Barrack Obama, from here on known as Hopey McChangington, has now been elected to be the God King of the United States. Soon, Hopey will be properly anointed as our new commander and chief, dictator of the known universe and all who oppose him shall know his "righteous" wrath. Now our new lord and master will soon have his opportunity to enact all of his plans to save the world and fix all of its problems. When those fail, the excuses will begin and the apologists will attack all the naysayers for their lack of faith in the chosen and his glorious party of goodness. Hopey McChangington will soon drive the final nail in the coffin of "liberal" opposition to the Iraq War and all the others.
Wednesday, November 5, 2008
Friday, October 24, 2008
As I was reading Chris Floyd's post today where he refers to a Tacitus quote about how rapaciousness and greed of the powerful are referred to as government, I thought about some of what he's written in the past about the "common good". Most recently, Chris Floyd wrote a piece he discussed how the government has not been used for the "common good". I also remembered a piece I read yesterday by Chris Hedges about the same topic. Also, this corruption of government by powerful interests is not a new Bush-created phenomena, as writers such as Greg Palast have documented. In fact, use of government for the personal aggrandizement and enrichment of the already powerful has been the norm throughout history.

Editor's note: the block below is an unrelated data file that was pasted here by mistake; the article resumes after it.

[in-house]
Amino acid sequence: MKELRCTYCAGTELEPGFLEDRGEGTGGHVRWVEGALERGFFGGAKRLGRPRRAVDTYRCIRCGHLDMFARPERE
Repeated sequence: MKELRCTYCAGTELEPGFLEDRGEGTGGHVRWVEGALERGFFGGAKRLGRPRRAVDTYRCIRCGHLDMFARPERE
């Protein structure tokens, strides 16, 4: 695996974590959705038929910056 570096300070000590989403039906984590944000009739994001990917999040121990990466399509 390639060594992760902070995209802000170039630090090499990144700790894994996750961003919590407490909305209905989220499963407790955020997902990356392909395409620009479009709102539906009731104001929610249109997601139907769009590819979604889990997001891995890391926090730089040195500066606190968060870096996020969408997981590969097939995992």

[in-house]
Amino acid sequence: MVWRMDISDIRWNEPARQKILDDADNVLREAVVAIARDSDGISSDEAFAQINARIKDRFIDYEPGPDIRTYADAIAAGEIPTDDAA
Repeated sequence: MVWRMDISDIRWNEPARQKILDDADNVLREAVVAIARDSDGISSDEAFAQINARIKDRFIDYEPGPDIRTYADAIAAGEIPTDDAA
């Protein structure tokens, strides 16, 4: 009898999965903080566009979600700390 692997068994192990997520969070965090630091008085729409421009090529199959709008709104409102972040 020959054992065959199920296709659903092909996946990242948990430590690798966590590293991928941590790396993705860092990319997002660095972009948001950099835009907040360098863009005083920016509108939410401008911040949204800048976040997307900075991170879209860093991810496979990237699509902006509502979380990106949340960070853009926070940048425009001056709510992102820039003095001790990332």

I couldn't help but come to the conclusion that in fact, government is the only viable method for enacting the "common good" that Floyd, Hedges, and other Leftists writers espouse (Left as in socialist in their economics to one degree or another for egalitarian goals and belief in some form of beneficent management of society to keep "greed" from taking over). No other organization even makes sense as they are all exclusive of much of the population. Church groups, unions, guilds, business associations, etc. all at best represent limited cross-sections of society and more likely just members of the individual organizations. Without an organization, the "common good" cannot manifest itself into anything other than just everyone in a society yelling out all their desires at one another.
That's what the "common good" is after all, the desires of society, whether the desire for food, shelter and sleep to keep alive or for rich cultural traditions to fulfill needs and wants not directly related to base survival. All of these desires are generated on an individual level, even ones that are widely shared, such as the national health-care program that is widely espoused on the Left. Most want it because they cannot afford health insurance themselves or out of a so-called desire to aid the needy (so-called because they everyone else to pay rather sacrifice themselves and help the needy). But to stay on topic, if the government, the only organization that can impose on society the social contract to provide the "common good", is corrupt now, in the past and most likely in the future, should not this concept of the "common good" be rethought? After all, if the only force that can enforce the "common good" is normally, if not exclusively, used for the base desires of power and wealth by those who control it, could that not indicate such power may be inherently dangerous?
Friday, October 17, 2008
Thursday, September 11, 2008